"Arizona State University will lead a $41 million research project to develop systems to help first responders assess radiation exposure in the event of a large-scale nuclear disaster. The five-year contract with the U.S. Department of Health and Human Services' Biomedical Advanced Research and Development Authority will focus on the development of prototypes to enable more rapid triage of patients. [...] ASU will oversee the research program, which also includes Translational Genomics Research Institute in Phoenix, Columbia University, High Throughput Genomics Inc., Tecan Group Ltd., University of Arizona, Scottsdale Healthcare Research Institute and the University of Illinois in Chicago." (Phoenix Business Journal; 21Dec09) http://phoenix.bizjournals.com/phoenix/stories/2009/12/21/daily10.html

Nuclear issues a critical challenge: [Prime Minister Kevin] Rudd

"[Austrailian] Prime Minister Kevin Rudd has described nuclear non-proliferation and disarmament as a 'critical challenge' for the century ahead. Mr Rudd, who is on a whistle-stop visit to Tokyo, helped launch the final report of the International Commission on Nuclear Non-proliferation and Disarmament (ICNND) on Tuesday. [...] he report comes ahead of a review of the nuclear non-proliferation treaty in May next year, as well as a summit to be hosted by US President Barack Obama in April on ways to prevent nuclear terrorism and misuse of materials. Mr Rudd said nuclear non-proliferation and disarmament represented a 'critical challenge for us all in the century which lies before us'." (World News Australia; 21Dec09; Source: Australian Associated Press)

U.S. to make stopping nuclear terror[ism] key aim

"The Obama administration's classified review of nuclear weapons policy will for the first time make thwarting nuclear-armed terrorists a central aim of American strategic nuclear planning, according to senior Pentagon officials. [...] the Nuclear Posture Review will order the entire government to focus on countering nuclear terrorists -- whether armed with rudimentary bombs, stolen warheads or devices surreptitiously supplied by a hostile state -- as a task equal to the traditional mission of deterring a strike by major powers or emerging nuclear adversaries. [...] To underscore the point that concrete consequences will follow its guiding philosophy, the Nuclear Posture Review is scheduled to be released along with the Obama administration's next budget in February." (New York Times; 18Dec09; Thom Shanker)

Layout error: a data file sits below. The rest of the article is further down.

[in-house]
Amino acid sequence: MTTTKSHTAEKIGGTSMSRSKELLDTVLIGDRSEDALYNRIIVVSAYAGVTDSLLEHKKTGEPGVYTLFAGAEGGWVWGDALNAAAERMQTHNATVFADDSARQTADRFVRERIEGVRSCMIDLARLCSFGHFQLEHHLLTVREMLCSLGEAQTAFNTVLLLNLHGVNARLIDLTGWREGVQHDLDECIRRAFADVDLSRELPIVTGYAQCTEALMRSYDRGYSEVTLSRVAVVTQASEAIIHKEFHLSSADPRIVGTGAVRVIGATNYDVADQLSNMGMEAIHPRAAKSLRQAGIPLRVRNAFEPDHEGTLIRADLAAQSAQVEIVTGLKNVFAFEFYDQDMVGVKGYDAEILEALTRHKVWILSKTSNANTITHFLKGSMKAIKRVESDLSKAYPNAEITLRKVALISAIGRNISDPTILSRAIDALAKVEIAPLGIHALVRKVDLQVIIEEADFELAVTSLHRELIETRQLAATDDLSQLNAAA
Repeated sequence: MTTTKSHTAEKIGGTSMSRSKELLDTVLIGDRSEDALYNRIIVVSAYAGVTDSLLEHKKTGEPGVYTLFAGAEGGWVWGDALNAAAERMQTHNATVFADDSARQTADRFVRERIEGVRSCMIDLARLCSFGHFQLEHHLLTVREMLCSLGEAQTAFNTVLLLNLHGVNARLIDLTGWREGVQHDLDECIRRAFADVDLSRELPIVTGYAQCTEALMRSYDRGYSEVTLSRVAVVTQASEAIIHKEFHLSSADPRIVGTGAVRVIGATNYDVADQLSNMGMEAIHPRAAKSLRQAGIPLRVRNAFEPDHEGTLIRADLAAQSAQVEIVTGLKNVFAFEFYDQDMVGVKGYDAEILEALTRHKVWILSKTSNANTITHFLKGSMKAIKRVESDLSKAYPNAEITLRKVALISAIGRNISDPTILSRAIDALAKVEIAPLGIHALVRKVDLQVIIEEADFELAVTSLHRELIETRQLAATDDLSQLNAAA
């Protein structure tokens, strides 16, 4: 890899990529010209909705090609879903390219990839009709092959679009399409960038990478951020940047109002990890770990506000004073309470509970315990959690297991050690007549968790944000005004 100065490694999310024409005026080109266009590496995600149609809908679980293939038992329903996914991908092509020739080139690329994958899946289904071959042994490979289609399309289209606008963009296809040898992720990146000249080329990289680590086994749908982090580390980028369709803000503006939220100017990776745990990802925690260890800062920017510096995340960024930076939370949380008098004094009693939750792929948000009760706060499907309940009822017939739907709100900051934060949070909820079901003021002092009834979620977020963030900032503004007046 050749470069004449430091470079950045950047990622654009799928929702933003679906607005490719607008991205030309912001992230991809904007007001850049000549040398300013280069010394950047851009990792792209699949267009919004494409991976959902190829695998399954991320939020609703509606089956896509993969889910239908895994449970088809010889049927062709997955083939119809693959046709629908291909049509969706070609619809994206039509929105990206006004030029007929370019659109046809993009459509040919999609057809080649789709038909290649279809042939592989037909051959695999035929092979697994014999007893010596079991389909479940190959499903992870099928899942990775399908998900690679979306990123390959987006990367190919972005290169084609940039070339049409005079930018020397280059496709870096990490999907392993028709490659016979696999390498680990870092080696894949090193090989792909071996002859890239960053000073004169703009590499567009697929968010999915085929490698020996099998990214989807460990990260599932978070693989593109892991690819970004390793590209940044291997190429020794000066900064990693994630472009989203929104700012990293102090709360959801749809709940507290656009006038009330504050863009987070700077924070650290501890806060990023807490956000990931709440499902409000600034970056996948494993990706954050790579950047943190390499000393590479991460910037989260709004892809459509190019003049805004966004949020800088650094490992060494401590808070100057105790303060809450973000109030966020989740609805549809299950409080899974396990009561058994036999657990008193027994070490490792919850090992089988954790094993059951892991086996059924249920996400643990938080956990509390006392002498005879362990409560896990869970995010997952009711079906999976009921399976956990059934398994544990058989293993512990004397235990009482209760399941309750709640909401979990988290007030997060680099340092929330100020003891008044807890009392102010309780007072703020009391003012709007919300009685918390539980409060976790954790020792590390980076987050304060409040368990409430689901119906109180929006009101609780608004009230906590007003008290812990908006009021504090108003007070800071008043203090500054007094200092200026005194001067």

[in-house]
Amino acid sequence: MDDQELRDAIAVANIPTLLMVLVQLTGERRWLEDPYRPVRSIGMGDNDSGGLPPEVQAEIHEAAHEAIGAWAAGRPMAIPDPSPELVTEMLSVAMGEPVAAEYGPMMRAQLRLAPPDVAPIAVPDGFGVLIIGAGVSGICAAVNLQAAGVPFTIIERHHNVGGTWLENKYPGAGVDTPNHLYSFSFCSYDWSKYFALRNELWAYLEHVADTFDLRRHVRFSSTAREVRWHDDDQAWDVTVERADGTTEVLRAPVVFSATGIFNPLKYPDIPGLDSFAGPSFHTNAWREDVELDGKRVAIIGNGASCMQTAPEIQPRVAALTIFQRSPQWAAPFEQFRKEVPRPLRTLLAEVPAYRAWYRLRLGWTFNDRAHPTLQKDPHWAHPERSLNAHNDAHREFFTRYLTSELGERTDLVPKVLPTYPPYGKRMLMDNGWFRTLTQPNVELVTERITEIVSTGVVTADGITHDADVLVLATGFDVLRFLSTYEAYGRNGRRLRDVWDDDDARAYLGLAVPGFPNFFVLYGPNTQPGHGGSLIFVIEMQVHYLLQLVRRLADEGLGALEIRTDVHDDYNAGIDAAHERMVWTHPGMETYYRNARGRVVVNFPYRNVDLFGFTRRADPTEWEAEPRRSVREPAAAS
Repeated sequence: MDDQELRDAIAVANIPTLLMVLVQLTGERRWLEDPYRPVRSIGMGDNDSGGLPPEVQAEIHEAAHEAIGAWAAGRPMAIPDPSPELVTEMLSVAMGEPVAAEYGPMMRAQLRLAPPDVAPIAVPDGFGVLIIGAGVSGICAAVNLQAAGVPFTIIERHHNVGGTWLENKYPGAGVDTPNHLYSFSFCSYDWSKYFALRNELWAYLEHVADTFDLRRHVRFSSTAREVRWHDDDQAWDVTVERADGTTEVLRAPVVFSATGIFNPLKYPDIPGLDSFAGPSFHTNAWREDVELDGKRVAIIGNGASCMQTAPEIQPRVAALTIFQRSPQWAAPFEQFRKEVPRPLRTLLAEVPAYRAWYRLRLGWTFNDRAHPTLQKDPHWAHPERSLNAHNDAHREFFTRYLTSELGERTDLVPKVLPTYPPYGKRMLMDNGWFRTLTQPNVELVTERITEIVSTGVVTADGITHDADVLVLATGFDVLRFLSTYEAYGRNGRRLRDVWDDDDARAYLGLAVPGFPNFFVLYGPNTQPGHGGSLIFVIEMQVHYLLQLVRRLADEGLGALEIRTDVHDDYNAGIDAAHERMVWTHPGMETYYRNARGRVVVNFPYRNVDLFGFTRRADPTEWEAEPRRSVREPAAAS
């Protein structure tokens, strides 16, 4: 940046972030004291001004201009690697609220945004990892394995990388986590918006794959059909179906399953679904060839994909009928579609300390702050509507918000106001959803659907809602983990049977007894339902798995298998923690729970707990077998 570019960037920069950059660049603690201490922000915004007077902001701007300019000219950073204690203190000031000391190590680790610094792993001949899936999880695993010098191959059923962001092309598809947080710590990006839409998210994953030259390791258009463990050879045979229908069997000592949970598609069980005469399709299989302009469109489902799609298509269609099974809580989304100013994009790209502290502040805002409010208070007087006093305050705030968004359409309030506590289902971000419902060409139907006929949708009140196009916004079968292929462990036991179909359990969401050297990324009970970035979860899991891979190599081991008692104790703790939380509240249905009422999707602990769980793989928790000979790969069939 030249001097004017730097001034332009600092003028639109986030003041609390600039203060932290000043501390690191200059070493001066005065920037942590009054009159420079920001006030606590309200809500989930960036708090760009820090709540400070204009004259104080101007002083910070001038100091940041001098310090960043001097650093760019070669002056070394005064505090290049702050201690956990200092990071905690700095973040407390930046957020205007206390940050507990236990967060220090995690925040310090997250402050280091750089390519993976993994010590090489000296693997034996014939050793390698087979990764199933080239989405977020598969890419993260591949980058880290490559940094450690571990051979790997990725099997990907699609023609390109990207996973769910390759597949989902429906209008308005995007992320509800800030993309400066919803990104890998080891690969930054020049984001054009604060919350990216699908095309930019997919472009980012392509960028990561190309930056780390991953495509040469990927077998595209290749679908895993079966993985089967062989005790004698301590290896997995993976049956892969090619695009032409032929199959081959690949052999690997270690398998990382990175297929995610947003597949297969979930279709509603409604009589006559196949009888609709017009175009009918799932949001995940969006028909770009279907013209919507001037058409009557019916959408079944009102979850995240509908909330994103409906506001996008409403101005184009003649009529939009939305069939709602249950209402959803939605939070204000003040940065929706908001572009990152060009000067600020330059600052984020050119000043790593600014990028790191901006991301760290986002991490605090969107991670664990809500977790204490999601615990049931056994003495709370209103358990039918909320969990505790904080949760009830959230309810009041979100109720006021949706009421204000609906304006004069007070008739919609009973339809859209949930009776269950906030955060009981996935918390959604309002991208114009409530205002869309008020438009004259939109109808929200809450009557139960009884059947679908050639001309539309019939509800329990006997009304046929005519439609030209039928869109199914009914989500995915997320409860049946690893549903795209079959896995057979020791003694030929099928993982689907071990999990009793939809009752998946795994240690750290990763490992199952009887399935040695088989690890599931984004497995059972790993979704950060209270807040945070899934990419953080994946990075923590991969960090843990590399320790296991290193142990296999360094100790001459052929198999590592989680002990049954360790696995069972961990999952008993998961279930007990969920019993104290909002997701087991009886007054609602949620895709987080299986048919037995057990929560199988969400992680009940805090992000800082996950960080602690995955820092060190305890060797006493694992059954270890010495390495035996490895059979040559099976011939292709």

India to set up special training centres for cops

"The Government of India has planned to set up a set of special training centres to train state police forces to deal with Naxals, terrorist[s] and face chemical and biological warfare challenges. Under the plan a Central Academy for Police Training (CAPT), two Central Detective Training Schools (CDTS) and 20 temporary Counter Insurgency & Anti-Terrorism (CIAT) Schools in different states will be set up to improve capability of the state police forces in various aspects of policing. These are to be set up in the 11th Plan Period (2007-12)." (iGovernment; 17Dec09)

Maine to receive more than $3 million to aid bioterror[ism] research